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Does Pakistan need Holidays for Diwali, Holi & Easter?

holi

WRITTEN BY

Maha
Estimated reading time: 3 minutes

Dr. Ramesh Kumar Vankwani, a Pakistan PML-N MNA (Member of National Assembly) who got elected for the reserved minorities seat in Tharparkar district of Sindh, presented a resolution of holidays for minorities on their festivals. He said that their house has the opinion that the government of Pakistan should take steps to declare Easter, Holi and Diwali as closed holidays for the minorities.

The National Assembly on Tuesday accepted their resolution paving way for government to declare Holi, Diwali and Easter as public holidays for the minorities of the country.

Initiative to present this bill was taken after Nawaz Sharif attended the Diwali festival in November 2015. He is the first Prime Minister to have done so. The speech he gave while addressing the Hindu community of Karachi had messages of solidarity. The Prime Minister said that,

Every Pakistani from any religion belongs to me, and I belong to them. I’m everyone’s Prime Minister.

In Pakistan, about 2% of the population is Hindu and Christians make 1.6% of the total population.

Do you know: Easter is a festival which celebrates Jesus Christ’s resurrection from the dead. (Source: History)

Islam is the core religion of Pakistan and being a Muslim country, the needs of minorities must be catered to, and that includes the provision of holidays on festivals. Though the followers of other religions are allowed to celebrate their religious festivities by taking holidays, yet these holidays have not been officially declared.

Instead of directing the public sector heads to allow non-Muslims to take leaves on their religious festivals like Easter, Holi, etc.an Islamic Republic, the government needs to notify these closed days as public holidays for the minorities alone. If the government gives these leaves an official status for the minorities, it will provide them with a sense of satisfaction.

The only issue that the government faces in this aspect is that Pakistan has more public holidays than most of the countries in the world. Thus the government is reluctant to announce more official holidays publicly. Information Minister Pervaiz Rashid said that minorities could be granted holidays on their festivals by their respective offices, adding that,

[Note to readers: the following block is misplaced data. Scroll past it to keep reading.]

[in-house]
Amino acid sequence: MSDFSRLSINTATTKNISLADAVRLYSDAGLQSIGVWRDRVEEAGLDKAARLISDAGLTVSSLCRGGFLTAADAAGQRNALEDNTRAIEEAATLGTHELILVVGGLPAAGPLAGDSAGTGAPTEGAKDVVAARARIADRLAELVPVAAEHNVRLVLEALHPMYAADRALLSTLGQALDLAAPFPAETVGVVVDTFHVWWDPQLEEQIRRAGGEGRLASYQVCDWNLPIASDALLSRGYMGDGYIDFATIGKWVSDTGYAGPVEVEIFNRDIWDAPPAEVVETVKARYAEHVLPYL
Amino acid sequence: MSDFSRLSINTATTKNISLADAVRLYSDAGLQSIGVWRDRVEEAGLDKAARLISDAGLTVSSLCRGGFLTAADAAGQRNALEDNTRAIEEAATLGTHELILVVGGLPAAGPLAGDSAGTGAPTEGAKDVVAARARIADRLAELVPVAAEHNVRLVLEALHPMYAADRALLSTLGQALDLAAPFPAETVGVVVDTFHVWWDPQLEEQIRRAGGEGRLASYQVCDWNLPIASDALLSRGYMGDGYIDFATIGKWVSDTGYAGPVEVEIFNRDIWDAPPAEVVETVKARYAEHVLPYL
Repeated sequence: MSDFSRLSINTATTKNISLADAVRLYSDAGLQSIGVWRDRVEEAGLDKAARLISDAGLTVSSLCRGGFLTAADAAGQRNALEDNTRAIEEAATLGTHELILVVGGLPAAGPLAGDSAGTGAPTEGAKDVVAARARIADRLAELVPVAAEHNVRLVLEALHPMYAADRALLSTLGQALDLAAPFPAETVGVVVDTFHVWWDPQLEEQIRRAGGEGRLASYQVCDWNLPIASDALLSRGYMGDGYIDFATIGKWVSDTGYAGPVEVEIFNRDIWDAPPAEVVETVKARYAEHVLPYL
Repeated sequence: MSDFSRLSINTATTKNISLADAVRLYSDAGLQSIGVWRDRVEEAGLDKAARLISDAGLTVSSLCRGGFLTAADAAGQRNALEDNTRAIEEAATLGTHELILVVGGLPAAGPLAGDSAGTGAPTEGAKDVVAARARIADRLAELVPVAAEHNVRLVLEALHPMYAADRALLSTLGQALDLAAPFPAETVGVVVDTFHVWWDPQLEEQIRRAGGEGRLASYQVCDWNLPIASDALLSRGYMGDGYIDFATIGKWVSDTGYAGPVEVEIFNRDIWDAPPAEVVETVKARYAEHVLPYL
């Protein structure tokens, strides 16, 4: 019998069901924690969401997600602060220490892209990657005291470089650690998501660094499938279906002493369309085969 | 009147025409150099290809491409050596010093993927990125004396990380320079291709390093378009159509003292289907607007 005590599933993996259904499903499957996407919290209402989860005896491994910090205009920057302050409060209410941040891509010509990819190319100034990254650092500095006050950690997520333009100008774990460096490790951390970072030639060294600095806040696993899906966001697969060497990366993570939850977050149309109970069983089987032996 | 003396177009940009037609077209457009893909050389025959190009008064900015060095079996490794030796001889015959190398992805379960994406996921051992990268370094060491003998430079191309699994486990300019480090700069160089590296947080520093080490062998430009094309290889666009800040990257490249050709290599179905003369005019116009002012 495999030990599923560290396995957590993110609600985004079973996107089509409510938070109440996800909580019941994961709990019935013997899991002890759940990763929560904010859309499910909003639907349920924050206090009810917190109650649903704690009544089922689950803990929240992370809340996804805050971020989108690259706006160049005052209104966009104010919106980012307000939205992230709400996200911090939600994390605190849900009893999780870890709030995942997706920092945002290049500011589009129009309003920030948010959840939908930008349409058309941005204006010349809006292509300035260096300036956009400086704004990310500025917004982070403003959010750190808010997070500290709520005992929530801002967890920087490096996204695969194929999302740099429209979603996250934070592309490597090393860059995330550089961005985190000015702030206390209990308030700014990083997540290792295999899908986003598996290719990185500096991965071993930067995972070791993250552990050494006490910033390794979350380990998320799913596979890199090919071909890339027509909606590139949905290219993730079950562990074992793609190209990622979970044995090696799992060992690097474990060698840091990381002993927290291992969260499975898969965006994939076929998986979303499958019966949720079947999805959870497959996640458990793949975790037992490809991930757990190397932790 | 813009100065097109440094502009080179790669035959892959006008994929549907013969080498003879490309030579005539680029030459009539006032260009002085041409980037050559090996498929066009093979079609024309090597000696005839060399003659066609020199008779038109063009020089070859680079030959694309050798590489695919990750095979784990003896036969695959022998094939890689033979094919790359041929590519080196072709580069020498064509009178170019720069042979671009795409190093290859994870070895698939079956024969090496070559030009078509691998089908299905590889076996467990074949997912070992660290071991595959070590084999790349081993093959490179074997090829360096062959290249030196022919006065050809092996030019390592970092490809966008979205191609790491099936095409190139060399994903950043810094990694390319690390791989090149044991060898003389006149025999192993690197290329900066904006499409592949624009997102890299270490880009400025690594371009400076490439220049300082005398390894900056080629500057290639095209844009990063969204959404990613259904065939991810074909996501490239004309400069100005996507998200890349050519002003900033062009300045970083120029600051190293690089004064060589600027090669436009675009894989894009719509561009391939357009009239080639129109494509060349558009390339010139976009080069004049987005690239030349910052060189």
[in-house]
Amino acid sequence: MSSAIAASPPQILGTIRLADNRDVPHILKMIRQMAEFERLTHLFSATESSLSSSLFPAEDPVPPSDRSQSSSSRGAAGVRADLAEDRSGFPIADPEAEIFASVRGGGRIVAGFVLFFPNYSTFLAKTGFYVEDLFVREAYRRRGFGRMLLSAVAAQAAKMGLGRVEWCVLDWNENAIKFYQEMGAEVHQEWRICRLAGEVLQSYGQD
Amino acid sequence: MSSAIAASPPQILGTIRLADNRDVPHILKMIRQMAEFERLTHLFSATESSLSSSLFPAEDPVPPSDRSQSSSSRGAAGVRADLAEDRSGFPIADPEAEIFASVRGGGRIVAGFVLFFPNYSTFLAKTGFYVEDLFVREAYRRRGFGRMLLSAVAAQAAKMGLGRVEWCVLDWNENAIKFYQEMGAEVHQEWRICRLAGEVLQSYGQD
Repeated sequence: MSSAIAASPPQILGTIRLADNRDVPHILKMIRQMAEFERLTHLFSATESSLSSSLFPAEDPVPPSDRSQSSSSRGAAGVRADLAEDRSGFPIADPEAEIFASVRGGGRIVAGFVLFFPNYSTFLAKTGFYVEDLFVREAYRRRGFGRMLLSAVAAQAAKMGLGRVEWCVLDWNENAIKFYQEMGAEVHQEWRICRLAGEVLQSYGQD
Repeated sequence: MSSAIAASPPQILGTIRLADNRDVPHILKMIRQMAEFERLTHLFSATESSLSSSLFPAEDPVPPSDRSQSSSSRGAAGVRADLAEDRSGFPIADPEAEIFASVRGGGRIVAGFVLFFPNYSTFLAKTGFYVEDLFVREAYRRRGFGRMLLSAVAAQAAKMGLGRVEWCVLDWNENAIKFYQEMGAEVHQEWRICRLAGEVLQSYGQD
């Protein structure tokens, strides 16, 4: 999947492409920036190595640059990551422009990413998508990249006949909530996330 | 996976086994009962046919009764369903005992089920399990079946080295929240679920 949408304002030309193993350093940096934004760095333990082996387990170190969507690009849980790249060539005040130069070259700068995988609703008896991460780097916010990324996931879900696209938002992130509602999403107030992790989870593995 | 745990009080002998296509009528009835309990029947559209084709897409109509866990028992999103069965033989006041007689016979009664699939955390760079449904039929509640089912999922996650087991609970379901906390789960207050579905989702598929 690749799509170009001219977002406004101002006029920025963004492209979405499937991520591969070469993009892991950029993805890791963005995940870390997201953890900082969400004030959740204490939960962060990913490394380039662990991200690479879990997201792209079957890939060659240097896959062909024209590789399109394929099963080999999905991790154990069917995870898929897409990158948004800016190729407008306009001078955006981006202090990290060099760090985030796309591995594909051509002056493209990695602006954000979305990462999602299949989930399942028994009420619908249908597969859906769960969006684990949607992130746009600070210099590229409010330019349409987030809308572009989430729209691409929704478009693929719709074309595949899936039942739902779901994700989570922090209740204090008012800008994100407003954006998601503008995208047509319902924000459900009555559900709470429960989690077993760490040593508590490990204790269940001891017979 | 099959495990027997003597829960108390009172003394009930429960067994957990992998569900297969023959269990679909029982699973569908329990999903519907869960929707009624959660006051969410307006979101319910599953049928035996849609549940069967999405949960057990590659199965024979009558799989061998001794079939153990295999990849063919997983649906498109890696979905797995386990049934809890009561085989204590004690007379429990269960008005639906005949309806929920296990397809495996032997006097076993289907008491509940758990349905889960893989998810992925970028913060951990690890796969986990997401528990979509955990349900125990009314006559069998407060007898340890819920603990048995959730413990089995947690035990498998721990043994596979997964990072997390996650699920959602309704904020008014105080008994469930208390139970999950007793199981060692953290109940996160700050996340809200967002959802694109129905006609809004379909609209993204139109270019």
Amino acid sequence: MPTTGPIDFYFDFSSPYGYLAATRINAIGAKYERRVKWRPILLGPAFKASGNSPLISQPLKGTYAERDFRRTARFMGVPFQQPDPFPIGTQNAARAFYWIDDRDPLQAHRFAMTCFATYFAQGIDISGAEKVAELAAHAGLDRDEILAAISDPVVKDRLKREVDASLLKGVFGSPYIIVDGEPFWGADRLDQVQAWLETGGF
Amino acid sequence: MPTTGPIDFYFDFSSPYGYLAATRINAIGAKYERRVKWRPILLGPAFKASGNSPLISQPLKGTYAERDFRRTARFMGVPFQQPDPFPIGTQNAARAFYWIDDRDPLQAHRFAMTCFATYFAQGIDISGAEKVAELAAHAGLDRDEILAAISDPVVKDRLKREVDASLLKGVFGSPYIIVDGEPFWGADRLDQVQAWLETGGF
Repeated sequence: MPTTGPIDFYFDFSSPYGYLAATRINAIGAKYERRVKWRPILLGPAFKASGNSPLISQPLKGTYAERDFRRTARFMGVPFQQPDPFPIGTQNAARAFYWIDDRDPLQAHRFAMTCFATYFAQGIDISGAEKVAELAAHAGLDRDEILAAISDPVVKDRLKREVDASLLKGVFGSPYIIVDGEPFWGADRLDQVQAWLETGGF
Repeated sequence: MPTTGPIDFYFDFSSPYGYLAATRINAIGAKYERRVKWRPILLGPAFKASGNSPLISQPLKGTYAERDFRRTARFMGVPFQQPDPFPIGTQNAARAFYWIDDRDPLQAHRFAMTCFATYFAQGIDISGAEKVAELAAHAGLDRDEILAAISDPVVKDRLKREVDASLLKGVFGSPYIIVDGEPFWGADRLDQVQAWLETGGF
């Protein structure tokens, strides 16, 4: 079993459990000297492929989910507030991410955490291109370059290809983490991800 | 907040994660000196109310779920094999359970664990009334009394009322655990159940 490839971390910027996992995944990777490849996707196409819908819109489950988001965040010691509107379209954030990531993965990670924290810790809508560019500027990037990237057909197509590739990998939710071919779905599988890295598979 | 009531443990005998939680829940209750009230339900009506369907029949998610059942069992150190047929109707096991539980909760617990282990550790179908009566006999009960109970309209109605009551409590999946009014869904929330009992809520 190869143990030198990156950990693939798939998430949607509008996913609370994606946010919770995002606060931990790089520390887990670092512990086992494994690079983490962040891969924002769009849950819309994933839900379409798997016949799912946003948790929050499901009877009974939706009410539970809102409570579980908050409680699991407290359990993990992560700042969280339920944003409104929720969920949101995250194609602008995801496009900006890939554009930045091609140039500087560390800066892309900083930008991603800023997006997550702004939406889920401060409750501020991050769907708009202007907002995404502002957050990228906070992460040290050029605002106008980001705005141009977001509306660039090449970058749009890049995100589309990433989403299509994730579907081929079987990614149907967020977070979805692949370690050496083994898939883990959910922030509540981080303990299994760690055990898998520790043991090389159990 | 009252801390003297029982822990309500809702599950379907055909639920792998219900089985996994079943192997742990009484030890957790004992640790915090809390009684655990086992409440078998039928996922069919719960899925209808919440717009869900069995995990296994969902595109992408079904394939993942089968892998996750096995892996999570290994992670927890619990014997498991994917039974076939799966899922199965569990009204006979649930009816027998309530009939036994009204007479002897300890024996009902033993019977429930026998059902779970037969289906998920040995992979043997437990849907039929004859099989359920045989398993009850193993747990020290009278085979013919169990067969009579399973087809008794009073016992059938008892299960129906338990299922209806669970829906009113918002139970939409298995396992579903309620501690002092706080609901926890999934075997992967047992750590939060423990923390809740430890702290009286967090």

Pakistan already has the highest rates of public holidays as compared to the rest of the world.

This government concern is something to ponder over. However, any positive legislation must be welcomed and supported by all. Some people might call this a secular move but let us not be misled. It’s one of the steps toward becoming the Islamic Republic in the real sense, not just by mere words, but by action too, where minorities are protected and are given their rights. Only a country, which offers it’s minorities the freedom to practice their religion, is a Muslim country in true sense.

Let us pledge to promote love for all. We have to make our country a safer and a better place to live in. The founder of the country, Quaid-e-Azam Muhammad Ali Jinnah, said in a press conference in New Delhi on 14th July 1947,

Minorities, to whichever community they may belong, will be safeguarded. Their religion of faith or belief will be secure. There will be no interference of any kind with their freedom of worship. They will have their protection concerning their religion, faith, their life, and their culture. They will be, in all respects, the equal citizens of Pakistan without any distinction of caste or creed.

The founder of the country wished the minorities to be respected and safeguarded, and that includes their rights of celebrating religious events. The government of Pakistan welcomes this initiative, so should we as people, for United we Pakistanis stand, Divided we fall!

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